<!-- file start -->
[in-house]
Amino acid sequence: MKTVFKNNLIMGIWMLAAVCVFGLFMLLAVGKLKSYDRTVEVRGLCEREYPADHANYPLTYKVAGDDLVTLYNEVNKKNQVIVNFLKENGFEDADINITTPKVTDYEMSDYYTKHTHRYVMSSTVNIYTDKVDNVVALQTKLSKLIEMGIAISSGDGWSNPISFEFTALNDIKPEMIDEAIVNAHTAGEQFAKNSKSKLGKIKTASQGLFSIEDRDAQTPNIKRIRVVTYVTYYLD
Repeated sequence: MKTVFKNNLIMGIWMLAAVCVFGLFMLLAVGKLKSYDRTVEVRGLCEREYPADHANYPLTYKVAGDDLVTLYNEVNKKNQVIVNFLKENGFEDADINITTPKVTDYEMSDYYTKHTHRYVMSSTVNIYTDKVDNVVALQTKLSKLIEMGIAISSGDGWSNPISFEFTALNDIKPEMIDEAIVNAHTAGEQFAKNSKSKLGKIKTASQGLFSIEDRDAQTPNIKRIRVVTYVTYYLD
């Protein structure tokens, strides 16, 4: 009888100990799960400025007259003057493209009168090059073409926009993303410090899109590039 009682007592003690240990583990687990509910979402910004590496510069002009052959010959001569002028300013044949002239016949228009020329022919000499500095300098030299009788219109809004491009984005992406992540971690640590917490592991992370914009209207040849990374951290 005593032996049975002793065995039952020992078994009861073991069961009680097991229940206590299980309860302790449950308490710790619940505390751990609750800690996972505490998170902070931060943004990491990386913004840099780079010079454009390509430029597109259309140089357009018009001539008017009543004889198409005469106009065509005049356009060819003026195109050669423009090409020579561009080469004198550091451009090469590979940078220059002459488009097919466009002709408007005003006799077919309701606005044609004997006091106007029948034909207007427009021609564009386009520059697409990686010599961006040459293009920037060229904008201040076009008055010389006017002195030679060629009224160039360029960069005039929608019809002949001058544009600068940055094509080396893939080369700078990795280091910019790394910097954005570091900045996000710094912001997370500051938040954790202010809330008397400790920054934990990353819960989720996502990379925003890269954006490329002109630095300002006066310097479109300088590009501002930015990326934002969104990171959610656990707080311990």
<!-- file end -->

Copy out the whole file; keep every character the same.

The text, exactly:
[in-house]
Amino acid sequence: MKTVFKNNLIMGIWMLAAVCVFGLFMLLAVGKLKSYDRTVEVRGLCEREYPADHANYPLTYKVAGDDLVTLYNEVNKKNQVIVNFLKENGFEDADINITTPKVTDYEMSDYYTKHTHRYVMSSTVNIYTDKVDNVVALQTKLSKLIEMGIAISSGDGWSNPISFEFTALNDIKPEMIDEAIVNAHTAGEQFAKNSKSKLGKIKTASQGLFSIEDRDAQTPNIKRIRVVTYVTYYLD
Repeated sequence: MKTVFKNNLIMGIWMLAAVCVFGLFMLLAVGKLKSYDRTVEVRGLCEREYPADHANYPLTYKVAGDDLVTLYNEVNKKNQVIVNFLKENGFEDADINITTPKVTDYEMSDYYTKHTHRYVMSSTVNIYTDKVDNVVALQTKLSKLIEMGIAISSGDGWSNPISFEFTALNDIKPEMIDEAIVNAHTAGEQFAKNSKSKLGKIKTASQGLFSIEDRDAQTPNIKRIRVVTYVTYYLD
């Protein structure tokens, strides 16, 4: 009888100990799960400025007259003057493209009168090059073409926009993303410090899109590039 009682007592003690240990583990687990509910979402910004590496510069002009052959010959001569002028300013044949002239016949228009020329022919000499500095300098030299009788219109809004491009984005992406992540971690640590917490592991992370914009209207040849990374951290 005593032996049975002793065995039952020992078994009861073991069961009680097991229940206590299980309860302790449950308490710790619940505390751990609750800690996972505490998170902070931060943004990491990386913004840099780079010079454009390509430029597109259309140089357009018009001539008017009543004889198409005469106009065509005049356009060819003026195109050669423009090409020579561009080469004198550091451009090469590979940078220059002459488009097919466009002709408007005003006799077919309701606005044609004997006091106007029948034909207007427009021609564009386009520059697409990686010599961006040459293009920037060229904008201040076009008055010389006017002195030679060629009224160039360029960069005039929608019809002949001058544009600068940055094509080396893939080369700078990795280091910019790394910097954005570091900045996000710094912001997370500051938040954790202010809330008397400790920054934990990353819960989720996502990379925003890269954006490329002109630095300002006066310097479109300088590009501002930015990326934002969104990171959610656990707080311990």